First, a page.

What makes combat fun is how tight the controls really are. They feel perfect and Ratchet moves smooth like butter. But what makes the game really fun is how powerful the guns are. Deadzone offers Ratchet with 10 different weapons and while that sound small, it really isn’t.
You have a mine gun that launches mines toward your foes and explodes when people go near them. A shot gun that is very powerful. Dual Pistols that can be used when grinding on rails and can bounce all over the place when upgraded. Ball & Chain weapon that has a lot of impact. Sniper Rifle that packs quite the punch.

The weapons are more traditional but they are a lot of fun to use and the game has an interesting way of giving them unique abilities. Ratchet can use the bolts he finds to not only buy weapons but buy weapon MODS. These allow you to give your gun elemental properties like Ice, Lighting, Poison or even non-elemental ones like Confusion and Sheep.
This makes your load out very flexible, as you can give your ball & chain the Ice Mod to have more splash damage with Ice being everywhere when it hits the ground or give your rifle shock mod to stun them from far distances. Gameplay is further enhanced with AI partners, co-op support and ride-able crafts. The AI robots you have following you around are very useful, as they can toss EMP Blasts to take away force fields, create a shield around you for when you are turning bolt cranks and even heal themselves when they take too much damage.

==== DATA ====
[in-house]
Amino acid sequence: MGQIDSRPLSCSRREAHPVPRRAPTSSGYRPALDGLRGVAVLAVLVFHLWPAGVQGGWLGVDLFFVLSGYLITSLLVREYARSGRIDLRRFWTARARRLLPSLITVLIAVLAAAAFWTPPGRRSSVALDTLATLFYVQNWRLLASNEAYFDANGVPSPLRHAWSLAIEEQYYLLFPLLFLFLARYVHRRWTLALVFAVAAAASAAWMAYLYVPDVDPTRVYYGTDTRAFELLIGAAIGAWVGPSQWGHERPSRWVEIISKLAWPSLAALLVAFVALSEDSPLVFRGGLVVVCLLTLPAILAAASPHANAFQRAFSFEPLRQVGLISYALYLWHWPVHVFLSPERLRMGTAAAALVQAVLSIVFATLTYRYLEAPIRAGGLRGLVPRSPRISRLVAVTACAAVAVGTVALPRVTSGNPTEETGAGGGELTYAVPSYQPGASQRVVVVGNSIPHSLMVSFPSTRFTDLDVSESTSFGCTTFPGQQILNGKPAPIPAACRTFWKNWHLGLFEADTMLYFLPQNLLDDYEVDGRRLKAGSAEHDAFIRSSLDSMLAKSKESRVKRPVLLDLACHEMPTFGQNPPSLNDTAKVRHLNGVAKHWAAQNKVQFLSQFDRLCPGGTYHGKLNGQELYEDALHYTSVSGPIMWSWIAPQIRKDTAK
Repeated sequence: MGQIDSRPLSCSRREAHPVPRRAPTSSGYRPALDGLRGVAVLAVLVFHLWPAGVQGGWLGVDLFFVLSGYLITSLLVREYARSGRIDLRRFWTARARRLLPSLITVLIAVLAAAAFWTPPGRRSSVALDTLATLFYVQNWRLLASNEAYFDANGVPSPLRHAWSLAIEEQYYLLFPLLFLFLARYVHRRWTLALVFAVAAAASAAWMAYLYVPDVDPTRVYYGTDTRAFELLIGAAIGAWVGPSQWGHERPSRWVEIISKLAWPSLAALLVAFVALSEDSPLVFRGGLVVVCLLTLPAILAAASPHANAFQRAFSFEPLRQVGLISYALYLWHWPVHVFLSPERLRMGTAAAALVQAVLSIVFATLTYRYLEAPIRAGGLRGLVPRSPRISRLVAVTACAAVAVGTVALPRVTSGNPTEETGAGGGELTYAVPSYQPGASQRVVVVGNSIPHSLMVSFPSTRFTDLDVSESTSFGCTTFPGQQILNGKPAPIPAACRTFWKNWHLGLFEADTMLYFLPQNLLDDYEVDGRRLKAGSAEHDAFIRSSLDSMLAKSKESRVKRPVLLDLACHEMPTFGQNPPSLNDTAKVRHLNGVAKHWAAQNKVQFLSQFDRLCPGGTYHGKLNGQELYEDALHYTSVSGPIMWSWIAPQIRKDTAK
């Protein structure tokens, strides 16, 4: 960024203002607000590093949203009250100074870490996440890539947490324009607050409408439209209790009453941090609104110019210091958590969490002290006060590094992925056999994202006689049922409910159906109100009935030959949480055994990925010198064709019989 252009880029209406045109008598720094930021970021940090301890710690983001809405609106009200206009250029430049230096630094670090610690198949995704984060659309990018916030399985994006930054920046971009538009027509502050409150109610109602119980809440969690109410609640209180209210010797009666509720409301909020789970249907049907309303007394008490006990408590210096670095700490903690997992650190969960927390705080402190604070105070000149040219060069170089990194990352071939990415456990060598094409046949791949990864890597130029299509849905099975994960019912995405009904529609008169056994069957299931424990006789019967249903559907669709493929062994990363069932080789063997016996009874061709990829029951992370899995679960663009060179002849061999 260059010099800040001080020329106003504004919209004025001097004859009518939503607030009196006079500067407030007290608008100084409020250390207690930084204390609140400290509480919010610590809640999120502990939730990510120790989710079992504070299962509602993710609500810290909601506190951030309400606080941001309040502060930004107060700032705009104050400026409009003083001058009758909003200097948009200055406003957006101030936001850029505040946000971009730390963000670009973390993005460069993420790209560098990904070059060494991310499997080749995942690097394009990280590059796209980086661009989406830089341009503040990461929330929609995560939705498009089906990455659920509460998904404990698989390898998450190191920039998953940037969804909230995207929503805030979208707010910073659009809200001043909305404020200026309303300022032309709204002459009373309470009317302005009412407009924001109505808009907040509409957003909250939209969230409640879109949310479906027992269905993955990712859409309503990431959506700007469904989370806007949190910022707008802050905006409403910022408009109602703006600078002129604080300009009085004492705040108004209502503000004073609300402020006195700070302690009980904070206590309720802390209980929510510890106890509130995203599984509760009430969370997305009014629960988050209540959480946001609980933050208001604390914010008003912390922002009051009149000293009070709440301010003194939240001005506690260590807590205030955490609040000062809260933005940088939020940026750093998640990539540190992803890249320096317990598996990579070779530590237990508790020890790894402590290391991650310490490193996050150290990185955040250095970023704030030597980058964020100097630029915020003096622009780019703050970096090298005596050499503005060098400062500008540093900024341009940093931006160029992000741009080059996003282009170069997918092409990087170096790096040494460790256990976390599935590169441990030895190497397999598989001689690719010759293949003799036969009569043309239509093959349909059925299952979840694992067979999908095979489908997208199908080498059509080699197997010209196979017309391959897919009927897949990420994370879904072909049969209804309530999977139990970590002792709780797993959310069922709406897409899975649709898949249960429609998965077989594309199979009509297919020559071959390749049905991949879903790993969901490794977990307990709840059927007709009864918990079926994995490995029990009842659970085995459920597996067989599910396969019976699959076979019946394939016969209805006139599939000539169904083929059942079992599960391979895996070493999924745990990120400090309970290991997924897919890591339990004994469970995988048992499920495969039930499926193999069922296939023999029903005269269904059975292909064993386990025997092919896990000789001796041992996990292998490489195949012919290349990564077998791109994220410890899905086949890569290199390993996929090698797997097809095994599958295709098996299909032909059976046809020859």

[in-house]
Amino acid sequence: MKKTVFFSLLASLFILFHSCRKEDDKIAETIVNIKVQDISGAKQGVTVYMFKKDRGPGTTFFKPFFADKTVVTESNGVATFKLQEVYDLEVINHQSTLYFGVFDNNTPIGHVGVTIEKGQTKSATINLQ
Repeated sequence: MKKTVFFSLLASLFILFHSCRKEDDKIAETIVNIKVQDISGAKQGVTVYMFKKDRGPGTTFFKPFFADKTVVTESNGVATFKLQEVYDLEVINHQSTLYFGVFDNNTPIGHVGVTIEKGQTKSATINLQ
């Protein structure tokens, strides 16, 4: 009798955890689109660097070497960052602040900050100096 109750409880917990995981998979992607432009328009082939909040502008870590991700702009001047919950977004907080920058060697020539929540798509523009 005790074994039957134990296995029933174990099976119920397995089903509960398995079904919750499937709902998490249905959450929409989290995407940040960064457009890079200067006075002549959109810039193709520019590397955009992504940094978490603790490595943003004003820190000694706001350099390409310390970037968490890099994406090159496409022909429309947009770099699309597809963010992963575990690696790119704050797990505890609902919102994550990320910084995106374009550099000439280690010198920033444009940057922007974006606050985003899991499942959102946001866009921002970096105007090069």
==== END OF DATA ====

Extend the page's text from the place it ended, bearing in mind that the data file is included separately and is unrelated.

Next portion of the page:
Fully supporting co-op local and online, so you can play the entire game with a buddy and with the large amount of skins you can unlock, it will be fun for you and a buddy playing as Ratchet & Clank. The crafts you can ride include an upgraded hovercraft from Ratchet 3, spider-walker that shoots missiles and a jet-bike that is tough to control at first but very fun to use after you get the hang of it.
Note how I ignore any platforming, as that is mostly gone here. And that is fine, as the game still is a blast being a shooter, so the lack of major platforming is okay. Despite saying that, the limited platforming that still is present is quite solid and results in a


This game looks great on the PlayStation 2. Animated character models, beautiful locations to visit, strong voice acting and stable performance. One thing I really take away from the game is the soundtrack, as it really is great. Haunting but action packed. Dangerous but still heroic. It matches the somewhat confused tone of the game itself, with it ‘looking’ edgy but really still having the heart that makes Ratchet & Clank what it is.

It is one of the series best soundtracks and as the series final mainline adventure on the PS2, it sends the series out in style as it transitions on to the PS3.

While you aren’t getting a platformer with this title, it is still a fantastic shooter. If you loved action titles, you should give this a fair chance. It might push away gamers looking for a platformer but if you are open to getting a shooter, this is a fantastic one. Insomniac knocks it out of the park yet again.
You can get the game via original PS2 version or from the 2013 PSN remaster but that has some odd graphical issues with cut-scenes and gameplay issues (frame rate problems for example). In a nice bonus though, the PS3 version fully supports the online features the original PS2 version offered.